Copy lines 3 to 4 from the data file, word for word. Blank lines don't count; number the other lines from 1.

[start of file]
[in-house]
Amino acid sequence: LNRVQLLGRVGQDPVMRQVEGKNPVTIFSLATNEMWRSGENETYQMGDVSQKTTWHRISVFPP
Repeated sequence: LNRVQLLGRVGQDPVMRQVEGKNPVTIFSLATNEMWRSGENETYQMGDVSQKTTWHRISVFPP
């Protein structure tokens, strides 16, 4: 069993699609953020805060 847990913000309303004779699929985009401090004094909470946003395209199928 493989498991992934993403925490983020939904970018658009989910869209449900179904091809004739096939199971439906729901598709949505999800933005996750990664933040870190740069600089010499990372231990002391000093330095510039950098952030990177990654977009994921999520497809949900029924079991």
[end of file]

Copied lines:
Repeated sequence: LNRVQLLGRVGQDPVMRQVEGKNPVTIFSLATNEMWRSGENETYQMGDVSQKTTWHRISVFPP
């Protein structure tokens, strides 16, 4: 069993699609953020805060 847990913000309303004779699929985009401090004094909470946003395209199928 493989498991992934993403925490983020939904970018658009989910869209449900179904091809004739096939199971439906729901598709949505999800933005996750990664933040870190740069600089010499990372231990002391000093330095510039950098952030990177990654977009994921999520497809949900029924079991």